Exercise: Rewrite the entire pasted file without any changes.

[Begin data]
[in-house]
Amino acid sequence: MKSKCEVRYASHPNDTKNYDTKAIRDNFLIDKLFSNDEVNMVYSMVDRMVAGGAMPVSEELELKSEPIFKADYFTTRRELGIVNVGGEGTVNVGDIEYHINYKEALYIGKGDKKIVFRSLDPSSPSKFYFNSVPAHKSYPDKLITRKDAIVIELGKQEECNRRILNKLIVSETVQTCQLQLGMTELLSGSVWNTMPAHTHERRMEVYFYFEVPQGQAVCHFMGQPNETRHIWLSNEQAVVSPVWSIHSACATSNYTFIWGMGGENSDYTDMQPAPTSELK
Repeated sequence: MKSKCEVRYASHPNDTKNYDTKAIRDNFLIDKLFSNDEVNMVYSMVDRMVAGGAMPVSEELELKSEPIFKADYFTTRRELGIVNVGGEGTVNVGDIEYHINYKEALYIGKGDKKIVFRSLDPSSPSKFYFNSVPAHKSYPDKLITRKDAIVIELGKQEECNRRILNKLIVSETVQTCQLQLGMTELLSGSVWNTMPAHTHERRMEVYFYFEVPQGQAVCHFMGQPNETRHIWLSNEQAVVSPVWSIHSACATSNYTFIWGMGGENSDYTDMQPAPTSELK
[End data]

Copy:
[in-house]
Amino acid sequence: MKSKCEVRYASHPNDTKNYDTKAIRDNFLIDKLFSNDEVNMVYSMVDRMVAGGAMPVSEELELKSEPIFKADYFTTRRELGIVNVGGEGTVNVGDIEYHINYKEALYIGKGDKKIVFRSLDPSSPSKFYFNSVPAHKSYPDKLITRKDAIVIELGKQEECNRRILNKLIVSETVQTCQLQLGMTELLSGSVWNTMPAHTHERRMEVYFYFEVPQGQAVCHFMGQPNETRHIWLSNEQAVVSPVWSIHSACATSNYTFIWGMGGENSDYTDMQPAPTSELK
Repeated sequence: MKSKCEVRYASHPNDTKNYDTKAIRDNFLIDKLFSNDEVNMVYSMVDRMVAGGAMPVSEELELKSEPIFKADYFTTRRELGIVNVGGEGTVNVGDIEYHINYKEALYIGKGDKKIVFRSLDPSSPSKFYFNSVPAHKSYPDKLITRKDAIVIELGKQEECNRRILNKLIVSETVQTCQLQLGMTELLSGSVWNTMPAHTHERRMEVYFYFEVPQGQAVCHFMGQPNETRHIWLSNEQAVVSPVWSIHSACATSNYTFIWGMGGENSDYTDMQPAPTSELK